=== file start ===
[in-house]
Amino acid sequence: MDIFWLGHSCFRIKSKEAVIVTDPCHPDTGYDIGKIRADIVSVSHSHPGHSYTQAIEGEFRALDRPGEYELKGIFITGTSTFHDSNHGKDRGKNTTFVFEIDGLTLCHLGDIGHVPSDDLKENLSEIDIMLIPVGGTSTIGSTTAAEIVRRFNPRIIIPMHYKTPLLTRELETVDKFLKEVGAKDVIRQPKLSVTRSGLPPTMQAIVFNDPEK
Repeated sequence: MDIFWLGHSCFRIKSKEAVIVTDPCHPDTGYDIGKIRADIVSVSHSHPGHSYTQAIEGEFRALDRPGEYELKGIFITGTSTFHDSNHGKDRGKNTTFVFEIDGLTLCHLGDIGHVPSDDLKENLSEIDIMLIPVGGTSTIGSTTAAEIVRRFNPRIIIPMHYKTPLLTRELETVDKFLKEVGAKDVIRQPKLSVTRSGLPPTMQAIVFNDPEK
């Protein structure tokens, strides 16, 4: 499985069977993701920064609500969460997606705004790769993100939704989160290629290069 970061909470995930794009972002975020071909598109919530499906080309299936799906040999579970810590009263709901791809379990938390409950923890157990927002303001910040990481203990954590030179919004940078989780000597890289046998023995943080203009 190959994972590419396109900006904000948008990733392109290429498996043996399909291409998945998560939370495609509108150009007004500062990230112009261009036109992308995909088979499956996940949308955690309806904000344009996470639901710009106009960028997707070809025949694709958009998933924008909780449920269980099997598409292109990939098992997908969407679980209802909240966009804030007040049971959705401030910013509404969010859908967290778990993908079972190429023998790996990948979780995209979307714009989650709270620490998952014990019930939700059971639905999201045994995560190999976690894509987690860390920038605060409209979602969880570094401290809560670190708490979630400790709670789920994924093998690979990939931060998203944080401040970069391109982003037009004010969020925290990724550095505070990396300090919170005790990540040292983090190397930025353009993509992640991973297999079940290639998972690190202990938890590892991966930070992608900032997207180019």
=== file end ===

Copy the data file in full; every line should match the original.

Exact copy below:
[in-house]
Amino acid sequence: MDIFWLGHSCFRIKSKEAVIVTDPCHPDTGYDIGKIRADIVSVSHSHPGHSYTQAIEGEFRALDRPGEYELKGIFITGTSTFHDSNHGKDRGKNTTFVFEIDGLTLCHLGDIGHVPSDDLKENLSEIDIMLIPVGGTSTIGSTTAAEIVRRFNPRIIIPMHYKTPLLTRELETVDKFLKEVGAKDVIRQPKLSVTRSGLPPTMQAIVFNDPEK
Repeated sequence: MDIFWLGHSCFRIKSKEAVIVTDPCHPDTGYDIGKIRADIVSVSHSHPGHSYTQAIEGEFRALDRPGEYELKGIFITGTSTFHDSNHGKDRGKNTTFVFEIDGLTLCHLGDIGHVPSDDLKENLSEIDIMLIPVGGTSTIGSTTAAEIVRRFNPRIIIPMHYKTPLLTRELETVDKFLKEVGAKDVIRQPKLSVTRSGLPPTMQAIVFNDPEK
């Protein structure tokens, strides 16, 4: 499985069977993701920064609500969460997606705004790769993100939704989160290629290069 970061909470995930794009972002975020071909598109919530499906080309299936799906040999579970810590009263709901791809379990938390409950923890157990927002303001910040990481203990954590030179919004940078989780000597890289046998023995943080203009 190959994972590419396109900006904000948008990733392109290429498996043996399909291409998945998560939370495609509108150009007004500062990230112009261009036109992308995909088979499956996940949308955690309806904000344009996470639901710009106009960028997707070809025949694709958009998933924008909780449920269980099997598409292109990939098992997908969407679980209802909240966009804030007040049971959705401030910013509404969010859908967290778990993908079972190429023998790996990948979780995209979307714009989650709270620490998952014990019930939700059971639905999201045994995560190999976690894509987690860390920038605060409209979602969880570094401290809560670190708490979630400790709670789920994924093998690979990939931060998203944080401040970069391109982003037009004010969020925290990724550095505070990396300090919170005790990540040292983090190397930025353009993509992640991973297999079940290639998972690190202990938890590892991966930070992608900032997207180019």